• Subverted early on in Grant Morrison's Doom Patrol - Crazy Jane telekinetically smashes through a plate glass window, then ends up with shards in her hair and blood streaming down her face. Cliff then gives the shop owner the Doom Patrol's address so he can send them the repair bill.
  • Edge of Spider-Verse (2023): This is how Kraven the Huntsman introduces himself to Princess Petra (a.k.a. Spinstress), dramatically smashing through a stained glass window after having leapt off a giant bird. Petra assumes he's attacking her, and yells that there was a perfectly good door. He does not get any more restrained.
  • This is how the protagonists enter and exit a rather badly damaged building in the first Gemini Storm issue.
  • In Gravity Falls: Lost Legends, Ford exits the Mystery Shack doing this, and Stan complains that he should have used the door.
  • Hide: To escape from his family, Kevin jumps out a window.
  • Iron Man once used this trope on a skylight when stopping a hostage situation, while using his repulsors to destroy the glass shards to make certain he didn't accidentally kill the hostages himself.
  • In Just Imagine... Stan Lee Creating the DC Universe, Superman jumps through a window to enter a building, leaves momentarily, then jumps through a different window when he comes back.
  • Made explicit in Dynamite's The Lone Ranger comic.
    Tonto: You could have used the stairs.
    Lone Ranger: No one talks about the people taking the stairs. They don't spread stories about them. They don't make them greater than what they are... or something to be feared.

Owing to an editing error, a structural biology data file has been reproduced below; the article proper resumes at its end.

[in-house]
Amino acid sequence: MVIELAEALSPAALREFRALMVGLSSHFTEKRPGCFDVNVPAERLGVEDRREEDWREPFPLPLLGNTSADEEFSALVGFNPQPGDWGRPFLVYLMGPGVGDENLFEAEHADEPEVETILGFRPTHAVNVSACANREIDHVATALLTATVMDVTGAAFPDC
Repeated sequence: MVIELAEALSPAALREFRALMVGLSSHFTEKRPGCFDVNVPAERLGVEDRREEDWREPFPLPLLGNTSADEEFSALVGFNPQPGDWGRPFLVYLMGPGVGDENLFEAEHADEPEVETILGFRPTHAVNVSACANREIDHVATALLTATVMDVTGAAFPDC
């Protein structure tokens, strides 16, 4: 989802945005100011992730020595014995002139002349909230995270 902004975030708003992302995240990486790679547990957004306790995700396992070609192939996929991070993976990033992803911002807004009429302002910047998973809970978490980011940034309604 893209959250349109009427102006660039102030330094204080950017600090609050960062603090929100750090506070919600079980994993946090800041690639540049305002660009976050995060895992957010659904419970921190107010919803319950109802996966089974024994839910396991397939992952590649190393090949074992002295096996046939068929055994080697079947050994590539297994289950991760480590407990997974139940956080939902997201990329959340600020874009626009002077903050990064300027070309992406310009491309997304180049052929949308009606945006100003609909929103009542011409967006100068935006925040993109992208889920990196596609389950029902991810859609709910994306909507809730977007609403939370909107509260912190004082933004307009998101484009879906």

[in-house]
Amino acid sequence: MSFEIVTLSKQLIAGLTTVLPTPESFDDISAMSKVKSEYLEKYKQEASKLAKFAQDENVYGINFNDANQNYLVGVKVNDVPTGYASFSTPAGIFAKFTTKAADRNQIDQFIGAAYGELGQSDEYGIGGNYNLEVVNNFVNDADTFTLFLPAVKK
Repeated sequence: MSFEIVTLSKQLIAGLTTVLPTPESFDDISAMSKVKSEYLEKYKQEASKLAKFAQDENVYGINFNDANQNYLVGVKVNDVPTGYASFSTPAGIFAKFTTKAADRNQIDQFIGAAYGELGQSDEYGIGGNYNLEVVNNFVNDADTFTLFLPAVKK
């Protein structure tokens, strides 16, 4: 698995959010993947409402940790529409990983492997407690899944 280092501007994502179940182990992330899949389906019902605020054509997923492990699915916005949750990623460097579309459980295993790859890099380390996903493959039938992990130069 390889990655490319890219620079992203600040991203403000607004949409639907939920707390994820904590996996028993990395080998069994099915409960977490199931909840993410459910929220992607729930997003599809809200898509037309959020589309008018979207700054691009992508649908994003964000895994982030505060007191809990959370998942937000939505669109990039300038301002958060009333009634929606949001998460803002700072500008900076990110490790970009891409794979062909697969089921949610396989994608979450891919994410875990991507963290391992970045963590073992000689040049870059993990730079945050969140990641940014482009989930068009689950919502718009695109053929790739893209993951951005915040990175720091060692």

• Lucky Luke expects to have to get out this way when he enters a building, so he always parks his horse under the window. The only time it ever inconvenienced him in any way was when he did it through the wrong window and, instead of a dramatic horseback escape, got a painful stomach landing.
    • Once, he landed on a horse that wasn't Jolly Jumper. When JJ arrived, he explained to readers that he has his friends stationed under each of the saloon's windows, as he couldn't know which one Luke would escape through.
  • The minor Marvel villain Mad Dog had what was largely considered his moment of awesome when he attacked his ex-wife Hellcat's wedding; Just as they get to the part where the priest asks if anyone objects, he bursts through the stained glass of St. Patrick's Cathedral.
  • Mr. Beaver jumps from a helicopter into a building through a window in the first issue, rolling on the floor and doing a perfect landing.
  • Ms. Marvel (2014) has Kamala doing an undignified belly-flop version through a villain's skylight, with a comically dismayed expression. She lampshades it with "Man. That is way harder than it looks in the movies."
  • Raptors: The cover of the third album depicts Drago and Camilla bursting through a large plate glass ceiling window while looking down on their family's ancestral sword. The scene in the comic is somewhat different, in that it happens during a fight between the pair and Aznar, who is thrown up through the window onto the roof.